Proud Boys Leader Pleads Guilty To Burning Church’s Black Lives Matter Banner

Henry "Enrique" Tarrio, leader of The Proud Boys, holds an US flags during a protest showing support for Cubans demonstrating against their government, in Miami, Florida on July 16, 2021. (Photo by Eva Marie UZCATEGU... Henry "Enrique" Tarrio, leader of The Proud Boys, holds an US flags during a protest showing support for Cubans demonstrating against their government, in Miami, Florida on July 16, 2021. (Photo by Eva Marie UZCATEGUI / AFP) (Photo by EVA MARIE UZCATEGUI/AFP via Getty Images) MORE LESS
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July 19, 2021 6:03 p.m.

The leader of the Proud Boys pleaded guilty Monday to destruction of property after admitting months ago that he’d burned a historically Black church’s Black Lives Matter banner in Washington, D.C., the Justice Department announced

Tarrio also pleaded guilty to one count of attempted possession of a large-capacity ammunition feeding device — a charge that stemmed from Tarrio’s arrest on the first charge, when police discovered that he possessed two Proud Boys-branded rifle magazines.

He was apprehended for the banner burning in Washington, D.C. on Jan. 4, two days before the attack on Congress. Because of the incident, he was ordered to stay out of the city the day before the attack, and was not present at the insurrection. Several Proud Boys allegedly participated in the attack, and the group has been in shambles since, particularly after Reuters revealed that Tarrio had been a “prolific” cooperator in several law enforcement investigations years ago.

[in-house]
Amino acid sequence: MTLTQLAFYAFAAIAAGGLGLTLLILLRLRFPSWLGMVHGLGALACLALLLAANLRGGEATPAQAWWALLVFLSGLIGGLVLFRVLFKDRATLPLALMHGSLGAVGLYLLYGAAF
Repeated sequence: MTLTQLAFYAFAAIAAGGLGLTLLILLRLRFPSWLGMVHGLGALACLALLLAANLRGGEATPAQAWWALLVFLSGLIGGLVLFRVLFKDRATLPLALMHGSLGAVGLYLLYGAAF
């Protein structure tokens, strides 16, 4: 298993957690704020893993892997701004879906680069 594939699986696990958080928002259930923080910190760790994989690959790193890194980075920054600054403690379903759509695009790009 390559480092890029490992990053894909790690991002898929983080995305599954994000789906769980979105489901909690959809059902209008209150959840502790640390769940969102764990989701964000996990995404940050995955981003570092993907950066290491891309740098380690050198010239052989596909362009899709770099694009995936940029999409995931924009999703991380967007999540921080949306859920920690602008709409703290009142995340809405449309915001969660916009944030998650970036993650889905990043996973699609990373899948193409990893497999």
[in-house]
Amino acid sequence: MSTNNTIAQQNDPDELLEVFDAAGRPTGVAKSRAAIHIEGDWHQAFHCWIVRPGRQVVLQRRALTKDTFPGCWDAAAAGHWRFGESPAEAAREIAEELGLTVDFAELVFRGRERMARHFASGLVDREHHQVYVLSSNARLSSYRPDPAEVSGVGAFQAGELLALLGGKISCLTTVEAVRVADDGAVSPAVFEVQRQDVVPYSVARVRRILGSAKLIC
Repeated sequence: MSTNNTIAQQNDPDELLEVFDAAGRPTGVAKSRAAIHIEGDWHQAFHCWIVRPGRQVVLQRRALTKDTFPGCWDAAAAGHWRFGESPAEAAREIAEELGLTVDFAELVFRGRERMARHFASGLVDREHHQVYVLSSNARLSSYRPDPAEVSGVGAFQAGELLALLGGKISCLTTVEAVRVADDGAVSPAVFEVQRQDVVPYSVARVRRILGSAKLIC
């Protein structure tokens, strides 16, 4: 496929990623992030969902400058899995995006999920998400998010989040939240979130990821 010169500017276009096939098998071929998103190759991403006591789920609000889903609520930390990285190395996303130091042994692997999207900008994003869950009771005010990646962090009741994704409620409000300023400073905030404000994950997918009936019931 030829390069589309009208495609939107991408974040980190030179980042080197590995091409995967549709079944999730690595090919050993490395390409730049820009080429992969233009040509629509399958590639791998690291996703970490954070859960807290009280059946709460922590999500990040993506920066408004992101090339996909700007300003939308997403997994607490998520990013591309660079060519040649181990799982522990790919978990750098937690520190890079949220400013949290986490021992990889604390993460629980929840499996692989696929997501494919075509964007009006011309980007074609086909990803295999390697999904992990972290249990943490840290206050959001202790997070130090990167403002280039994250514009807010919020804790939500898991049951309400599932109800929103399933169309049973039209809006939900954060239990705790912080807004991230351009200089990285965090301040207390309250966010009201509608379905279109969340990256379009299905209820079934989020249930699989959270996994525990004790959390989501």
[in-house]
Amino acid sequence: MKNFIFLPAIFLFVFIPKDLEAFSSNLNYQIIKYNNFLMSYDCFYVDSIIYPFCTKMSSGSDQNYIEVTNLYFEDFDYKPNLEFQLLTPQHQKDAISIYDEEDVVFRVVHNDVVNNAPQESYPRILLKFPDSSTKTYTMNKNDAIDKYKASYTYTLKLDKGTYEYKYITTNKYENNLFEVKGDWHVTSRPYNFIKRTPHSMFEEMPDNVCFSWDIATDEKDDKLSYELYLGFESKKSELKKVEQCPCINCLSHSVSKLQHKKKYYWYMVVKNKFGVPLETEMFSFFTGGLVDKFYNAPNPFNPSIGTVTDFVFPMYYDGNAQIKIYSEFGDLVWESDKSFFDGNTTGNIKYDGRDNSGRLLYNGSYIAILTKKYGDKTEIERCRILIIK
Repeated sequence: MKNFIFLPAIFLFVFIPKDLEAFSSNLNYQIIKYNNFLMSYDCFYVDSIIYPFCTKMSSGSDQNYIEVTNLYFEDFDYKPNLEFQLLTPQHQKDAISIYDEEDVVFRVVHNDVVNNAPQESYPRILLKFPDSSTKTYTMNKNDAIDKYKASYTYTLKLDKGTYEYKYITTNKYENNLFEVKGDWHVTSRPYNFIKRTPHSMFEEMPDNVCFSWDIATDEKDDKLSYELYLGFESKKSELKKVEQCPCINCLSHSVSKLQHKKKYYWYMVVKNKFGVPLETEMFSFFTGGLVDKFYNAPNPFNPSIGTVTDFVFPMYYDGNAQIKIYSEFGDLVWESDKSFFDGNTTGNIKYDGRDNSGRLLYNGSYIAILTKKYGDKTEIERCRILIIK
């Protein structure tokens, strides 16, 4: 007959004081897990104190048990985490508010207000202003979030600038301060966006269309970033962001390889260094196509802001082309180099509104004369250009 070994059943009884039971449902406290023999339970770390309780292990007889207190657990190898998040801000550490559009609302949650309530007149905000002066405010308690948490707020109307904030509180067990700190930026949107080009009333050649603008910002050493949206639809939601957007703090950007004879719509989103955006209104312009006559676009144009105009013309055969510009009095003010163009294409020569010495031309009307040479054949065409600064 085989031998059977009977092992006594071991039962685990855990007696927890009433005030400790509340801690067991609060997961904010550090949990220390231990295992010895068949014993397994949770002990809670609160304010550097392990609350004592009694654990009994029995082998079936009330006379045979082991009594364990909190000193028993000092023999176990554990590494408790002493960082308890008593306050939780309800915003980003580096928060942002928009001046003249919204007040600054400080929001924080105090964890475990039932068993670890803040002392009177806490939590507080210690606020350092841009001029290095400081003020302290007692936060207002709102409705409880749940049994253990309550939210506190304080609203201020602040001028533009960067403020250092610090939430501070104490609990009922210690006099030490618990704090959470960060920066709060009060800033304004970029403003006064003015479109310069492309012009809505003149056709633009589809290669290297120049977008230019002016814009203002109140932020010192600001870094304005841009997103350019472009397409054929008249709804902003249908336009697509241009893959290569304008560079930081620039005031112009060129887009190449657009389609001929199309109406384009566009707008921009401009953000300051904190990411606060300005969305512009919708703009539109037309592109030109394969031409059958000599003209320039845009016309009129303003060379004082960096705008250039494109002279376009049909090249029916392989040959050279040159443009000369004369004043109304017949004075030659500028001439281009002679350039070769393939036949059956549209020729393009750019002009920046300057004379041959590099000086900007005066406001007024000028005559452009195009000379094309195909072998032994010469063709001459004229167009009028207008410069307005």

Sentencing is set for Aug. 23, the Justice Department said. 

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The details of the Black Lives Matter banner case were fairly straightforward: On Dec. 12, after another pro-Trump rally in D.C., a group of Proud Boys stole a Black Lives Matter banner from the Asbury United Methodist Church and then burned the banner. Tarrio then claimed credit for the act. 

“Against the wishes of my attorney I am here today to admit that I am the person responsible for the burning of this sign,” Tarrio wrote on Parler a few days after the incident. 

(A few days after that, an affidavit in Tarrio’s case noted, law enforcement reached out to Tarrio to ask to speak to the attorney he mentioned — only to learn from Tarrio that “I haven’t retained my attorney in this situation yet.”) 

The guilty plea from Tarrio in the Washington, D.C. criminal case is separate against him from a lawsuit from Metropolitan African Methodist Episcopal Church, which alleged that Tarrio and several Proud Boys destroyed its Black Lives Matter banner in a separate incident the same night, and another suit from several members of Congress that names Tarrio as a defendant.

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